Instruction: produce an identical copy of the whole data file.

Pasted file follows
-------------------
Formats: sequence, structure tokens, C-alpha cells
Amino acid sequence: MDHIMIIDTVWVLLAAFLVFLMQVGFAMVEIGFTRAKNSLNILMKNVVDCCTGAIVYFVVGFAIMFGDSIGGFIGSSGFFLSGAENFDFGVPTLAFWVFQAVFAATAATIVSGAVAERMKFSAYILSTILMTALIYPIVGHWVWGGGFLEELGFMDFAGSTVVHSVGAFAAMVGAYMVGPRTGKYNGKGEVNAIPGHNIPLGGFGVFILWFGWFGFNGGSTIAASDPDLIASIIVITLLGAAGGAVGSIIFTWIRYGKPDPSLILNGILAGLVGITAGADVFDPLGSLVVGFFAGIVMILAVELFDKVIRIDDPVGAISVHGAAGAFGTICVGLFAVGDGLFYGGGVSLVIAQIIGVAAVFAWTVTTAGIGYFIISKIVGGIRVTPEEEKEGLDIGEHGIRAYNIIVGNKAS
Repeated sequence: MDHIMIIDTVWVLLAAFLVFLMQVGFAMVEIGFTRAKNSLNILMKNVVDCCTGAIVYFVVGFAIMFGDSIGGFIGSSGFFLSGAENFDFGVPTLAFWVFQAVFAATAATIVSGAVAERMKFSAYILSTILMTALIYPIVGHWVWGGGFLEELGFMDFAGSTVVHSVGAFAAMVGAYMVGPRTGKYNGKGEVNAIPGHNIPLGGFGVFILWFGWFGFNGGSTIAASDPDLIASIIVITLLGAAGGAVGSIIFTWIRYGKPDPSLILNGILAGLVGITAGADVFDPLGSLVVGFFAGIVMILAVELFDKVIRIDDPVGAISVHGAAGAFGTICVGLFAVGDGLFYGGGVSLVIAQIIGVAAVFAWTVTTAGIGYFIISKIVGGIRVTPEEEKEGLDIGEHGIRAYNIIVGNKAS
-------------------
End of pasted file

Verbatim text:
Formats: sequence, structure tokens, C-alpha cells
Amino acid sequence: MDHIMIIDTVWVLLAAFLVFLMQVGFAMVEIGFTRAKNSLNILMKNVVDCCTGAIVYFVVGFAIMFGDSIGGFIGSSGFFLSGAENFDFGVPTLAFWVFQAVFAATAATIVSGAVAERMKFSAYILSTILMTALIYPIVGHWVWGGGFLEELGFMDFAGSTVVHSVGAFAAMVGAYMVGPRTGKYNGKGEVNAIPGHNIPLGGFGVFILWFGWFGFNGGSTIAASDPDLIASIIVITLLGAAGGAVGSIIFTWIRYGKPDPSLILNGILAGLVGITAGADVFDPLGSLVVGFFAGIVMILAVELFDKVIRIDDPVGAISVHGAAGAFGTICVGLFAVGDGLFYGGGVSLVIAQIIGVAAVFAWTVTTAGIGYFIISKIVGGIRVTPEEEKEGLDIGEHGIRAYNIIVGNKAS
Repeated sequence: MDHIMIIDTVWVLLAAFLVFLMQVGFAMVEIGFTRAKNSLNILMKNVVDCCTGAIVYFVVGFAIMFGDSIGGFIGSSGFFLSGAENFDFGVPTLAFWVFQAVFAATAATIVSGAVAERMKFSAYILSTILMTALIYPIVGHWVWGGGFLEELGFMDFAGSTVVHSVGAFAAMVGAYMVGPRTGKYNGKGEVNAIPGHNIPLGGFGVFILWFGWFGFNGGSTIAASDPDLIASIIVITLLGAAGGAVGSIIFTWIRYGKPDPSLILNGILAGLVGITAGADVFDPLGSLVVGFFAGIVMILAVELFDKVIRIDDPVGAISVHGAAGAFGTICVGLFAVGDGLFYGGGVSLVIAQIIGVAAVFAWTVTTAGIGYFIISKIVGGIRVTPEEEKEGLDIGEHGIRAYNIIVGNKAS